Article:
Scott-Hayden and the team found that discussing culturally sensitive issues can be difficult. Still, they asked participants how they collaborate with members from culturally diverse groups, how they evaluate their ability to recognize reactions in individuals different from themselves, and how they address the consequences of inequities based on identity or group membership.
“Understanding the culture of your community gives you a better sense of your students,” says Andrea Beeman, a paraeducator who serves with Powell and Scott-Hayden on the NEA board and ESP Careers Committee.
Once educators saw the passion of Scott-Hayden and her team, the New Jersey program quickly expanded across East Orange. The team was awarded one of NEA’s Great Public Schools Fund Grants for $90,000 over three years starting in the 2018-2019 school year. She says she could not have predicted the spike in membership after the grant was issued, which reached 370 members to now include teacher assistants, paraprofessionals, and security guards along with the original maintenance workers.
“Just based on the work they are seeing, people have said, ‘I’m buying into this.’ It builds capacity,” says Scott-Hayden. “It gives you an opportunity to show your district that you are an important stakeholder in your career development. You can use PGC to bargain, as leverage to increase your salary, or for career advancement. It will cultivate leaders.”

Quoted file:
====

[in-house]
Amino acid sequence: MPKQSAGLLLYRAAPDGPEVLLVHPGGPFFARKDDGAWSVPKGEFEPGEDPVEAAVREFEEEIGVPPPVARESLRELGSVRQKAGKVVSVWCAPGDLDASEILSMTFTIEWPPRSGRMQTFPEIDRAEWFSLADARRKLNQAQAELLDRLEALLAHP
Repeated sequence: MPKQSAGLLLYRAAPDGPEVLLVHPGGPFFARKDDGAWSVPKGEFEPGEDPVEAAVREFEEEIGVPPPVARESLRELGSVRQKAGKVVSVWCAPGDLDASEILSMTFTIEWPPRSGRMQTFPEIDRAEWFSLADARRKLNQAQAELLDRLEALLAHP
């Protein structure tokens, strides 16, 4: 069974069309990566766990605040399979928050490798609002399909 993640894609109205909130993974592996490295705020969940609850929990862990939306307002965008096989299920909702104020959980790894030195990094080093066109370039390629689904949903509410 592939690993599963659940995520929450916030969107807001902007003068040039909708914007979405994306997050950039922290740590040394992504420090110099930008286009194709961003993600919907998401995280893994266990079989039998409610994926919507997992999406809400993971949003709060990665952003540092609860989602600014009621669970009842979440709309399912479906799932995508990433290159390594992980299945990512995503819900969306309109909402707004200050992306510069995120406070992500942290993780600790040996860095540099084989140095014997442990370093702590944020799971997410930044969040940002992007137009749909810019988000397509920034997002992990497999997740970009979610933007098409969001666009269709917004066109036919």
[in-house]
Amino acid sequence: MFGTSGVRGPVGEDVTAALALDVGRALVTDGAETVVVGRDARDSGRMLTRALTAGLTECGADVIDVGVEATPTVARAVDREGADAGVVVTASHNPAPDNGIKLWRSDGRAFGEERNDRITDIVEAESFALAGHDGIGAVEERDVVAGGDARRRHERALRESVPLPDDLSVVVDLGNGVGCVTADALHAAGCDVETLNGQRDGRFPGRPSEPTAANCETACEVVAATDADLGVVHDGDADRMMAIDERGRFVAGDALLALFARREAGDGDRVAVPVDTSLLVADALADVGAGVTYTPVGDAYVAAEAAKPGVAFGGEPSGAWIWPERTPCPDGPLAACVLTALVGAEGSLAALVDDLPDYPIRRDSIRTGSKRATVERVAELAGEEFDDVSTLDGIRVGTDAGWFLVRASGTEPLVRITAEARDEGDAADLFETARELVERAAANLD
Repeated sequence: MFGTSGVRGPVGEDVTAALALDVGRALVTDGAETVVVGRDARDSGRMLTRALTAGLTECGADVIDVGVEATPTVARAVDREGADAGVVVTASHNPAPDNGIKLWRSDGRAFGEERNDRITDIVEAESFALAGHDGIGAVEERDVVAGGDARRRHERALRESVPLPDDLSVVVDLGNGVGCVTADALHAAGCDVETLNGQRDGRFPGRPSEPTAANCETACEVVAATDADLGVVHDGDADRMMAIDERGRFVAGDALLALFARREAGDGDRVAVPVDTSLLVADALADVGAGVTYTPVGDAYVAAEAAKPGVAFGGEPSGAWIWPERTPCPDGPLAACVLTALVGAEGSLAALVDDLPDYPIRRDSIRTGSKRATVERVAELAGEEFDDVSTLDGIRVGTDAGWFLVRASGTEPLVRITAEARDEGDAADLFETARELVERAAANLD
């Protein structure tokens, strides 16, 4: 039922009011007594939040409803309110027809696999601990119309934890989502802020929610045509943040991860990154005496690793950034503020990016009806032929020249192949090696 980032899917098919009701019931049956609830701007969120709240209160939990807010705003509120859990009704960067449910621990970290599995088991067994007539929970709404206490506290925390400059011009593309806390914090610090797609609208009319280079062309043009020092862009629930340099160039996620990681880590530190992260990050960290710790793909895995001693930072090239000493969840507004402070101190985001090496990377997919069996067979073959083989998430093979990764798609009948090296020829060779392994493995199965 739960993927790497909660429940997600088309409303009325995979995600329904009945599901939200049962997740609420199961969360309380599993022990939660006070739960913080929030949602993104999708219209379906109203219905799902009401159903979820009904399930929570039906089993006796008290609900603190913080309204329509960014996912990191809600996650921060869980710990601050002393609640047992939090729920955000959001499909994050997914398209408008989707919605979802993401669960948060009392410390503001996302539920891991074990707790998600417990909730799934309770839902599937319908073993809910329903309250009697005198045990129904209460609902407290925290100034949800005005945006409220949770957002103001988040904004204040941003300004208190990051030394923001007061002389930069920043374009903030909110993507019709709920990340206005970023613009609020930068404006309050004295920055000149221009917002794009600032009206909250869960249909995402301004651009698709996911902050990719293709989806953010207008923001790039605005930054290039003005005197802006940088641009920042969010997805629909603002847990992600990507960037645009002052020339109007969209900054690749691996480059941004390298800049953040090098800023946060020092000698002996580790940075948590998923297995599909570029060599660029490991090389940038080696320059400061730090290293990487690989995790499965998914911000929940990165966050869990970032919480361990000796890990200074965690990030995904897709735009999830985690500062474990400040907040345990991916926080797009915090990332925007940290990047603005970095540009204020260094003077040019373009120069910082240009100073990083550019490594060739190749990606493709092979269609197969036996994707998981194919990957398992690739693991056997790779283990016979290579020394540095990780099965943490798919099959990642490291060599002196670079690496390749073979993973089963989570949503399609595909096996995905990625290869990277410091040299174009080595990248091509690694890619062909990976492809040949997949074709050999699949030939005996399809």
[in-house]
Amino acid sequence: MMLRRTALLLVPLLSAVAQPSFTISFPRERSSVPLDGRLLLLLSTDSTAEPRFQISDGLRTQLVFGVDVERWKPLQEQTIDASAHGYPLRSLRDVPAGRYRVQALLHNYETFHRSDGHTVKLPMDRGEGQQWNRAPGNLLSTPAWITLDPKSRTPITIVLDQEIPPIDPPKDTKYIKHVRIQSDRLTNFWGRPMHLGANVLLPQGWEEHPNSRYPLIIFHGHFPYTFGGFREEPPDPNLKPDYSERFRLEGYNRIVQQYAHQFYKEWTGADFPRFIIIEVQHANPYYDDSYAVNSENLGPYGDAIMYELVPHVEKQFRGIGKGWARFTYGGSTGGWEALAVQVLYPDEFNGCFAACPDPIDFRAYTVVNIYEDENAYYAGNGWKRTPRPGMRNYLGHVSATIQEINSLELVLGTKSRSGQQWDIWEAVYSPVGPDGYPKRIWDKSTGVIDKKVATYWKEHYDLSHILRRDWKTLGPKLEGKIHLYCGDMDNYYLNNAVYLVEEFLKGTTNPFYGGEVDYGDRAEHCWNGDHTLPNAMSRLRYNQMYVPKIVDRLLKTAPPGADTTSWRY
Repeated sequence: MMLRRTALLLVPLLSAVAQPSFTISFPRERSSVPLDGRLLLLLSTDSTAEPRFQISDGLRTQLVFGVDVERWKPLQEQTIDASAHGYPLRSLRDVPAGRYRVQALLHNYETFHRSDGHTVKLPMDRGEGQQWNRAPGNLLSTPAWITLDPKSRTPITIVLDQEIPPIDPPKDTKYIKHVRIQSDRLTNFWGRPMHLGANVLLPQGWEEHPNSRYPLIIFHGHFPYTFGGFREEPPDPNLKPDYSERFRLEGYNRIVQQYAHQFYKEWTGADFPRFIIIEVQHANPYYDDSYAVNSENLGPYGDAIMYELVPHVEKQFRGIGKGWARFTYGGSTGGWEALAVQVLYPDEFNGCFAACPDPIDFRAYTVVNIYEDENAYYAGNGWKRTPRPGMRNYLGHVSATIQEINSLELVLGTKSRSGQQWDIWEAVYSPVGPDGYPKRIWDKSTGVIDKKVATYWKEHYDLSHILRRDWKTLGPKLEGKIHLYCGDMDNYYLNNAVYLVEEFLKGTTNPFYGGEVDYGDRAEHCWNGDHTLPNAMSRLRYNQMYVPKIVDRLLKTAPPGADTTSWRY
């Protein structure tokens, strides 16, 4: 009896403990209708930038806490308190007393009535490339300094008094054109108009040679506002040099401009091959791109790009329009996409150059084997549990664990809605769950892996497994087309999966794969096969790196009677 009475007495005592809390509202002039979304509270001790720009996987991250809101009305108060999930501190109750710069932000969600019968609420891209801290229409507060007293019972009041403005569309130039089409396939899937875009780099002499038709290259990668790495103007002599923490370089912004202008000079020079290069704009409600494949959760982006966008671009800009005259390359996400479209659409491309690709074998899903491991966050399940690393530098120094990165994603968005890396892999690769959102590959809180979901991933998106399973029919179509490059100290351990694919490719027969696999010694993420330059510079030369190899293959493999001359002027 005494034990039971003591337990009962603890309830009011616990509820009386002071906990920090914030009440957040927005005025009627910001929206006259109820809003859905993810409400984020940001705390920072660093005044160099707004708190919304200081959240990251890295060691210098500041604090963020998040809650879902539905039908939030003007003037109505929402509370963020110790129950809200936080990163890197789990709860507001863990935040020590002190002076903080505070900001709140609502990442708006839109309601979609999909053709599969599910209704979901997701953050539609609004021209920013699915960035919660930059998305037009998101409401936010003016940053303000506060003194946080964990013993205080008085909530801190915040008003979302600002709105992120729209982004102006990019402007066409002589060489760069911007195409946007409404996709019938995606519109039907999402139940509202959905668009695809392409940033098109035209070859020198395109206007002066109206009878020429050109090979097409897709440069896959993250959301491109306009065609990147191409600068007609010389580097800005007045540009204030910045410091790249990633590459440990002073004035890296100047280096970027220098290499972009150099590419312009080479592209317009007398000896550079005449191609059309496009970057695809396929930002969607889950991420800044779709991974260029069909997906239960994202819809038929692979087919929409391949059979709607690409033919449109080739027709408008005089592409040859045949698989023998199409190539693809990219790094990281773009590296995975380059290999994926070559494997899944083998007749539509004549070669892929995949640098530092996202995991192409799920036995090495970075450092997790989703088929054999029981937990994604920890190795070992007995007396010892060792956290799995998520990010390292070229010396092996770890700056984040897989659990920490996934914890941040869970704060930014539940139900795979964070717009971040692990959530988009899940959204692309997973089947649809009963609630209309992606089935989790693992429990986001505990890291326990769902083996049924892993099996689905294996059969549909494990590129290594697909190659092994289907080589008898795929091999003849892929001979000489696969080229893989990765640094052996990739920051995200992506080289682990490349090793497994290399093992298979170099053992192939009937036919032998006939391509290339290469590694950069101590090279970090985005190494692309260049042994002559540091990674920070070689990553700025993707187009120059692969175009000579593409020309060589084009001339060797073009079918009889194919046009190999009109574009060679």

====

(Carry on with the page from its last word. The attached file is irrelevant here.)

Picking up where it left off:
In Ohio, Beeman says trainings aligned to the PGC will help close the achievement gap.
“In order to do my job effectively, I have to know a student's strengths, weaknesses, interests, and aspirations, hopes and dreams,” says Beeman, who works at Maple Heights High School in Maple Heights.
Along with opportunities for professional growth offered by PGC is the chance to better connect with students, Beeman explains. She says students want to know a few things, such as: Will you help me, do you care about me, and do you see me as an individual.
“Responding to that begins with gaining a clear understanding of a student's racial and cultural background,” Beeman says. “My focus is to meet my students where they are and on their terms.”
How the PGC Works
While the continuum provides a career path toward personal and professional growth, it is not meant to be linear or hierarchical. The model is fluid so ESPs can build their professional capacity in one or more standards. Participants might be “proficient” in one standard and “advanced” in another based on how skills compliment on-the-job experiences and training.
NEA offers an opportunity for members to conduct a PGC self-assessment and strengthen their knowledge and skills through NEA micro-credentials, which are short, competency-based recognitions that allow educators to demonstrate mastery in a particular area. Micro-credentials are available for each of the eight universal standards outlined in the PGC. By completing micro-credentials, ESPs can learn how to use the standards to reflect on current levels of skills and knowledge and map out opportunities to grow in their professional practice.
“As educators progress through the levels of practice, increased knowledge and skill levels are going to help them when they engage in difficult cultural conversations with students,” Beeman adds.